Every year as the seasons transition from summer to fall, parishioners at St. Michael the Archangel Catholic Parish gather together to pray the rosary. Praying the rosary in community is a common practice in many local parishes throughout the Archdiocese, but during St. Michael’s annual international rosary, each individual who leads an Our Father or Hail Mary not only brings a unique cadence and rhythm to the shared prayer, but also does so in a different language. This year, 43 different languages to be precise.
“You really see the universality of the church in a parish like this,” said Father Terry Kissell, who has served as pastor of St. Michael’s for the past nine years.
Established in 1978, when Aurora was still largely undeveloped, over the course of 41 years the parish has seen not only growth in total registered families, but also a profound change in parishioner demographics, not least of all because of the growing immigrant population in the surrounding community.
“It’s a very diverse culture,” said Teri Vasicek, the parish business administrator. “We have a number of immigrants and ethnic cultures represented at St. Michael’s today.”
Included among these are individuals from several different African nations, as well as Romania, Korea, Malaysia, Honduras, Peru, Mexico, and more. This diversity is apparent in parish events such as the international rosary, as well as at the “Taste of St. Michael’s” fair, which highlights the different cultural cuisines specific to all the many parishioner nationalities.
As the parish grew — it now serves roughly 3,000 households — the need for a larger space in which the community could gather for its large roster of ministry offerings and religious education opportunities became even more evident.
You really see the universality of the church in a parish like this.”
“One of the major issues that’s been around as long as the parish has been here is the need for space. [Historically], a number of different ministry groups have had to meet in homes or preschool classrooms,” said Father Kissell.
Following a nearly six-year process which started in December 2013, St. Michael’s in September celebrated the opening of a new 6,200-sq. ft., two-story parish center. The parish hired Eidos Architects to plan the new center, which includes meeting spaces for religious education classes and adult ministries, a long-awaited-for dedicated youth center, and staff offices.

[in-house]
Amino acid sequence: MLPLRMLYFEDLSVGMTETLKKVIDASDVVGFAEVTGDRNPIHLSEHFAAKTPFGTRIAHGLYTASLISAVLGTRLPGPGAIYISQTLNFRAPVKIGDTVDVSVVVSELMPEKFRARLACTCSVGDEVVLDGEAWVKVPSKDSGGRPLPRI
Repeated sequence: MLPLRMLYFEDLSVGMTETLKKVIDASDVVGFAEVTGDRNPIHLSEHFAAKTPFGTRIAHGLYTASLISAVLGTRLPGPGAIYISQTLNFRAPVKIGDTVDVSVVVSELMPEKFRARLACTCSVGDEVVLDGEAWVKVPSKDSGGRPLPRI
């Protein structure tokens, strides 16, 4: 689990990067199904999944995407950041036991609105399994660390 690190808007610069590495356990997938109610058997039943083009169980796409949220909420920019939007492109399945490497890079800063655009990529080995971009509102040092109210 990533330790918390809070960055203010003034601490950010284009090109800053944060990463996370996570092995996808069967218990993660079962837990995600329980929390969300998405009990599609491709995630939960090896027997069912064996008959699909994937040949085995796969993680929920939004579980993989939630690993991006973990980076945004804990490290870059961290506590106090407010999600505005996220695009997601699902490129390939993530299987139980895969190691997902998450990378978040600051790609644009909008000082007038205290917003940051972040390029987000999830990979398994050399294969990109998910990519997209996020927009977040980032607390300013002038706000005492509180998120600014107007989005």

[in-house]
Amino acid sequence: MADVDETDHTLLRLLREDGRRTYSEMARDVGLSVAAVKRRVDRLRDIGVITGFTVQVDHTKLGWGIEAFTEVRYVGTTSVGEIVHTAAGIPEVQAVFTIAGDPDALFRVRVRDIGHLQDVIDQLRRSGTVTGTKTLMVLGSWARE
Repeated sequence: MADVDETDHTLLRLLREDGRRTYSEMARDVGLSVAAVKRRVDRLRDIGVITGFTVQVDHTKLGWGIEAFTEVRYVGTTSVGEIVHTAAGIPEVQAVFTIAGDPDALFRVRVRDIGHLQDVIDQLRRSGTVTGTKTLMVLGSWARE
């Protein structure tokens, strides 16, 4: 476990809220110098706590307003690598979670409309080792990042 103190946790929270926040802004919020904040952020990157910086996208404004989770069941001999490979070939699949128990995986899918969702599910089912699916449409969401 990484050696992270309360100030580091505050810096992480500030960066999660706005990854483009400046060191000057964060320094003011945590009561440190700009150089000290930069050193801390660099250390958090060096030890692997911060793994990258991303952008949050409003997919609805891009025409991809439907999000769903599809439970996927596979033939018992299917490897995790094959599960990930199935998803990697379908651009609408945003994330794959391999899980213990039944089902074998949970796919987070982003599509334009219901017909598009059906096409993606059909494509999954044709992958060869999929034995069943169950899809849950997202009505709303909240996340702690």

“It was a pleasure working with Father Terry, his hard-working building committee and the Parish on this six-year journey from Master Planning through the completion of construction,” said Bob Saas, a Principal of Eidos Architects in a release provided by the firm. “It was through the patience and commitment to the needs of the church that the parish was able to successfully complete this needed addition of programming and office space.”
With an existing repertoire of approximately 40 ministries, committees, and organizations — some of which have been operating at St. Michael’s since it was first established — the new space will allow for the parish to more comfortably develop.
“People are excited and very pleased with how things have turned out,” said Father Kissell. “So I see opportunities for further formation and evangelization.”
For Vasicek, one key area in which the parish has always focused is in social justice and outreach.
“One of the hallmarks of the parish from the moment I’ve arrived has been the attention to and emphasis on outreach,” she said. “We have many vibrant ministries that are reaching out to the poor and underprivileged, in Aurora in particular. Surprisingly enough, it’s the sense of many ministries that we have to reach out to our own.”
As the demographics in Aurora and in the parish boundaries have changed since 1978 — in part due to additional parishes opening nearby that drew away some members, and also with the development of the Denver Tech Center, which offered different employment and residential opportunities — the population dynamics at St. Michael’s likewise shifted. As such, Vasicek said the majority of those who now support the parish are in the lower-to-middle income bracket. But this reality has made the congregation no less generous.
“What we enjoy in terms of savings account is not ours, it’s God’s,” said Vasicek. “Stewardship is a lifestyle. So we hope to be a happy people because there’s nothing that we want because we’ve met all of our needs.”
In a letter introducing the St. Michael’s Stewardship Report in 2018, Father Kissell addressed the parishioners: “I truly would like to express how grateful I am to serve the people of God of St. Michael’s. You are people of faith and love who inspire me. You are dedicated to your families, your friends and your service to the Lord.”